The Israelites were never a large or powerful empire. Their economy was simple. We would hardly know they ever existed if not for the Bible. It is probably not a coincidence that they are geographically at the crossroads of the ancient civilizations of Egypt , Mesopotamia (Babylon, Assyria, Persia to the east), and the Mediterranean (Greece, Rome). Their ideas drew from many directions and spread in many directions, always by persuasion rather than force. The figure labeled Roman Empire shows the land of Israel in comparison with its ancient neighbors.
Just for perspective on how small the territory is, the maps of modern Israel and Texas in the figure labeled Israel and South Texas are on the same scale.
The figure labeled Israel at the time of Jesus shows the internal geography of Israel. Jerusalem is the most important city from the perspective of the authors of most of the Bible. Also look for the Sea of Galilee, the Jordan river, Nazareth, Bethlehem, and the Dead Sea.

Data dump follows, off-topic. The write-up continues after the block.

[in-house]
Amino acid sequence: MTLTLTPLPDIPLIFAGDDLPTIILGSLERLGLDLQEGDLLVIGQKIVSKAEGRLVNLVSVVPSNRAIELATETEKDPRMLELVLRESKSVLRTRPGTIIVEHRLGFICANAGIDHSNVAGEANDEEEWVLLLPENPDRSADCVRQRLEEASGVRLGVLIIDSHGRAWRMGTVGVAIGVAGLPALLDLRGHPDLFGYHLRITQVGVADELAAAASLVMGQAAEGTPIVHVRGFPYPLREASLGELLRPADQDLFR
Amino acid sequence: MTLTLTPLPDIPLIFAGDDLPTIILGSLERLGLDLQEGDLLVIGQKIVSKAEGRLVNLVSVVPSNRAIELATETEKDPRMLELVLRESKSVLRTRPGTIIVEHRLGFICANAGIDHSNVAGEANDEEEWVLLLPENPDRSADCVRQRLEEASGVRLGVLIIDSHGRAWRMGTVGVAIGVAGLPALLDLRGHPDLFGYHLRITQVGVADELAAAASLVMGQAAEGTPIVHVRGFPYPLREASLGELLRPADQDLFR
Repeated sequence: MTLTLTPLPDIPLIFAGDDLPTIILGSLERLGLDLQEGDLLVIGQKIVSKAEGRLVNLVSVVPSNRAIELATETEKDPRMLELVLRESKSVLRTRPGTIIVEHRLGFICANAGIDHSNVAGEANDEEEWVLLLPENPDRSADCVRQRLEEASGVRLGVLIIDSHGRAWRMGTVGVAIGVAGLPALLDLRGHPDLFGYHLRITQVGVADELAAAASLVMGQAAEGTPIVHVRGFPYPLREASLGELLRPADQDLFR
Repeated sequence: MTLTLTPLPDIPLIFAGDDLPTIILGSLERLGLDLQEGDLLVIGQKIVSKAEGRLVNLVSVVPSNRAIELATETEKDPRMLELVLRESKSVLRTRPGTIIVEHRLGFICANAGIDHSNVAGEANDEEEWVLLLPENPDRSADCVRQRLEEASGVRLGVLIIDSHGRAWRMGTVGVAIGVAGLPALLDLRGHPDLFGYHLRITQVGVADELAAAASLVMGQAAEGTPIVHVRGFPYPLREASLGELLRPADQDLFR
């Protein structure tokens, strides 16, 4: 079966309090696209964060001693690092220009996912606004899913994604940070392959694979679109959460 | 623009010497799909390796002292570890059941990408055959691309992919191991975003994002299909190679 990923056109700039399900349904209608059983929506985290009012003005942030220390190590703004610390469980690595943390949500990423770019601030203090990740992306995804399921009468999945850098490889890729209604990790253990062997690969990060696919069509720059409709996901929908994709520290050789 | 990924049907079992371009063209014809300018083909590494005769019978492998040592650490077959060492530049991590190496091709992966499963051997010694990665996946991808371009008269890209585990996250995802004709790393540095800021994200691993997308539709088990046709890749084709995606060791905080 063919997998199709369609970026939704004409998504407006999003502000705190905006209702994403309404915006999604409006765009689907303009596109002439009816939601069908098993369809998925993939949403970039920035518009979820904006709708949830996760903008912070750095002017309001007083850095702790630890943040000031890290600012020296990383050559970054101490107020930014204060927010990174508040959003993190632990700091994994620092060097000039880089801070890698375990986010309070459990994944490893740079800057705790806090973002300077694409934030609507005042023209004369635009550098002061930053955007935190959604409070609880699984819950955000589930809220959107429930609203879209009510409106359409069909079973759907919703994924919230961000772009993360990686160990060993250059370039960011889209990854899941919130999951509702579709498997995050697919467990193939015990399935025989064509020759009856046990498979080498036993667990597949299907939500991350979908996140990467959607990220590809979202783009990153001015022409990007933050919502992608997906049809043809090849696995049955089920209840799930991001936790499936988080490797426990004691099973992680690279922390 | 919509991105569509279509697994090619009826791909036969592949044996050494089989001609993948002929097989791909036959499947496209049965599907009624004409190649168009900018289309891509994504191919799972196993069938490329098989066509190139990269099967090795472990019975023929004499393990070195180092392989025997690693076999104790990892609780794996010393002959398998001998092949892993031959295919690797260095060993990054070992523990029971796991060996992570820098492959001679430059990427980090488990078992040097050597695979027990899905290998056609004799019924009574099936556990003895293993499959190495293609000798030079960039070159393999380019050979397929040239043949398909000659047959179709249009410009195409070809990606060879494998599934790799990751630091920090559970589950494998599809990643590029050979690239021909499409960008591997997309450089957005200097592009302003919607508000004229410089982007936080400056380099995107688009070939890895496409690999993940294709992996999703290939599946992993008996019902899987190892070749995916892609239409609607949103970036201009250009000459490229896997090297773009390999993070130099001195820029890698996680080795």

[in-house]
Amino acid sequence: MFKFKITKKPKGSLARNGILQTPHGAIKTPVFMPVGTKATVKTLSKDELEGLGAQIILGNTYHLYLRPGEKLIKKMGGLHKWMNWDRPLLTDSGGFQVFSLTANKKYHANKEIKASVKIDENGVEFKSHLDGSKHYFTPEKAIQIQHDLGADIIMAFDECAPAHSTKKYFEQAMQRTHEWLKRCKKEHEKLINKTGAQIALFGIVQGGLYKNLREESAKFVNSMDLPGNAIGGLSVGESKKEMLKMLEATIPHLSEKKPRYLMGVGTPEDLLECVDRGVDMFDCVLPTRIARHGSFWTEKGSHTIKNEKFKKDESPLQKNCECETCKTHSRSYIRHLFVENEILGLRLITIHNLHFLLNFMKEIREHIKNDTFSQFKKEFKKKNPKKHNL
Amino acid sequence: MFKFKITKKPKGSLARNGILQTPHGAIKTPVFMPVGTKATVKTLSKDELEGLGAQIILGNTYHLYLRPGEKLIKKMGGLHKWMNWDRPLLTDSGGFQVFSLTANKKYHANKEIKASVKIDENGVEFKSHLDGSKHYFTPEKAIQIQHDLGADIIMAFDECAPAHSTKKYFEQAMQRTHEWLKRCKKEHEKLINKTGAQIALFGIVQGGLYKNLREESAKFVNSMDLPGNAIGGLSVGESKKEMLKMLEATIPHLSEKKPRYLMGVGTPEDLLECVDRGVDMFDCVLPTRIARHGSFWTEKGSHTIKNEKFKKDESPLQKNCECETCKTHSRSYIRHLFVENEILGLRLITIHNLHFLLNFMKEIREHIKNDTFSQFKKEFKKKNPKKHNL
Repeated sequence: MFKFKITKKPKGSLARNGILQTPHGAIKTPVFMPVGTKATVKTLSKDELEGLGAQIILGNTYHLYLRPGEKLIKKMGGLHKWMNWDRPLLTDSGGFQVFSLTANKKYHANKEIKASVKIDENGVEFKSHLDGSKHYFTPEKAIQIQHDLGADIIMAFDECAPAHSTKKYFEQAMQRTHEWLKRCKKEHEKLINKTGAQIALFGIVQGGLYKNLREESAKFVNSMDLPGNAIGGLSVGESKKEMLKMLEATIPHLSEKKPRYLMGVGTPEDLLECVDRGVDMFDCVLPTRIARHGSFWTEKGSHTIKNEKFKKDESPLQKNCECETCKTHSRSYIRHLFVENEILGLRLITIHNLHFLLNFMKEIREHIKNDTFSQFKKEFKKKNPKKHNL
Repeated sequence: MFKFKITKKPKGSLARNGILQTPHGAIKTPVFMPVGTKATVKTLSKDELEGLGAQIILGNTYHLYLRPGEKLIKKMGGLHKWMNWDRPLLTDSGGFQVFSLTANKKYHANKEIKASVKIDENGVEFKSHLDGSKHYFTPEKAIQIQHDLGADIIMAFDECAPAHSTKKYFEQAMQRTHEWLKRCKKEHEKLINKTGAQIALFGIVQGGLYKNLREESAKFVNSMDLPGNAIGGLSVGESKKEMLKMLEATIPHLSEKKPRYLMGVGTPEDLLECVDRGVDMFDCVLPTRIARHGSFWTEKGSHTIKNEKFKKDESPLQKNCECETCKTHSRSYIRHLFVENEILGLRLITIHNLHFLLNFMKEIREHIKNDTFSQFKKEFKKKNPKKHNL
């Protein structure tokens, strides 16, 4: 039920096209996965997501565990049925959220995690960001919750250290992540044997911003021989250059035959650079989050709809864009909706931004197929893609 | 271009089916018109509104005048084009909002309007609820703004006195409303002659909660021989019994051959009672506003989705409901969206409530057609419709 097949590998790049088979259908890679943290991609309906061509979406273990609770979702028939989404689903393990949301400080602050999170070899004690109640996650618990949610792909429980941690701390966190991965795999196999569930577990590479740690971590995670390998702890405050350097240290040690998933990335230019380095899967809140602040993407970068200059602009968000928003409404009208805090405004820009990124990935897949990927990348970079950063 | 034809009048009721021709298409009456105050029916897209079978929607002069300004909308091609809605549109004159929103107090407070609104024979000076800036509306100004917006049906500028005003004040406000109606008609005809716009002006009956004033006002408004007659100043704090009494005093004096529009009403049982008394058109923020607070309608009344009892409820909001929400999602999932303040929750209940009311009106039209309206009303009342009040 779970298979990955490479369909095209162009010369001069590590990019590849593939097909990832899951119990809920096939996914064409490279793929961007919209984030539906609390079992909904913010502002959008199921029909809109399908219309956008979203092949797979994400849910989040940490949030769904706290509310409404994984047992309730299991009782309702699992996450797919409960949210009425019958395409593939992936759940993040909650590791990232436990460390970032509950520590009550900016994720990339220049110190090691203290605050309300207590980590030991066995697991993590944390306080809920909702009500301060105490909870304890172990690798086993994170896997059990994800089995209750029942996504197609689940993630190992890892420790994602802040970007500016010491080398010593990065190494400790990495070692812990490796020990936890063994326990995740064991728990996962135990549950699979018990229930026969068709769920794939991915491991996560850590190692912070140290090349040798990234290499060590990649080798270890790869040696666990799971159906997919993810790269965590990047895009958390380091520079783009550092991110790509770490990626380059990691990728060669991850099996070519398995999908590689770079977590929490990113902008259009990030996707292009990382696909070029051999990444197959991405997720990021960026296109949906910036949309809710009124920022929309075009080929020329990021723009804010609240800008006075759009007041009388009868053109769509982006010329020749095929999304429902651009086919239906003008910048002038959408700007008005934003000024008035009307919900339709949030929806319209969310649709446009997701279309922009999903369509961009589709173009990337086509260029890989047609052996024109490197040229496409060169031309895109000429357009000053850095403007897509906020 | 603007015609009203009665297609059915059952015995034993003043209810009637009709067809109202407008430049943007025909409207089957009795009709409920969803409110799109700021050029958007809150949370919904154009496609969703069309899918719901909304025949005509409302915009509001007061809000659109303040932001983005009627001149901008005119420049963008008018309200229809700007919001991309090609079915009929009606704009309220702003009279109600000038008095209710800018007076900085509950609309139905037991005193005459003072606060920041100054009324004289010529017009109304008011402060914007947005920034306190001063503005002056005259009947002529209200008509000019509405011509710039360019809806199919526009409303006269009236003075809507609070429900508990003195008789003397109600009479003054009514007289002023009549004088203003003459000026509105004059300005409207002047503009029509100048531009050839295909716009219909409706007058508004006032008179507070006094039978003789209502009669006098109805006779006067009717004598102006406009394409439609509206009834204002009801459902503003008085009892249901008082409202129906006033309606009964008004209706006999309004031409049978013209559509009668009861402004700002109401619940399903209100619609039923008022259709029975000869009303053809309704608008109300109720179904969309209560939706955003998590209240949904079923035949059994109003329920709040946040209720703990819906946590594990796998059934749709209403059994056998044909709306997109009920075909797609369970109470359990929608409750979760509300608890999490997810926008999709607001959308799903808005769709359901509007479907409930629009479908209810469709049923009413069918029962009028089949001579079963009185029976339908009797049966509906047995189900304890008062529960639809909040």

The following dates begin with the earliest external record of the Israelites. Some of them are estimated or rounded. The ancient nation of Israel existed from 1250 to 587 BCE , but we are also considering the Judean and Jewish authors who produced the Hebrew Bible, the last book of which was written in 164 BCE.
Many ancient civilizations produced more art, literature, military strength, technological innovation, and intellectual innovation than Israel. Most of them were defeated or simply faded away with time, and ceased to exist. Israel survived as a people and a set of ideas because they managed to maintain their identity without a homeland where they were a majority, or a central governing body. The term Diaspora describes a people that has been dispersed from its original homeland, but maintains communal identity as small minorities spread over many places. In modern times, there are a number of examples of communities that are “from” a place that few or none of the members have ever been. The Jews seem to have been the first.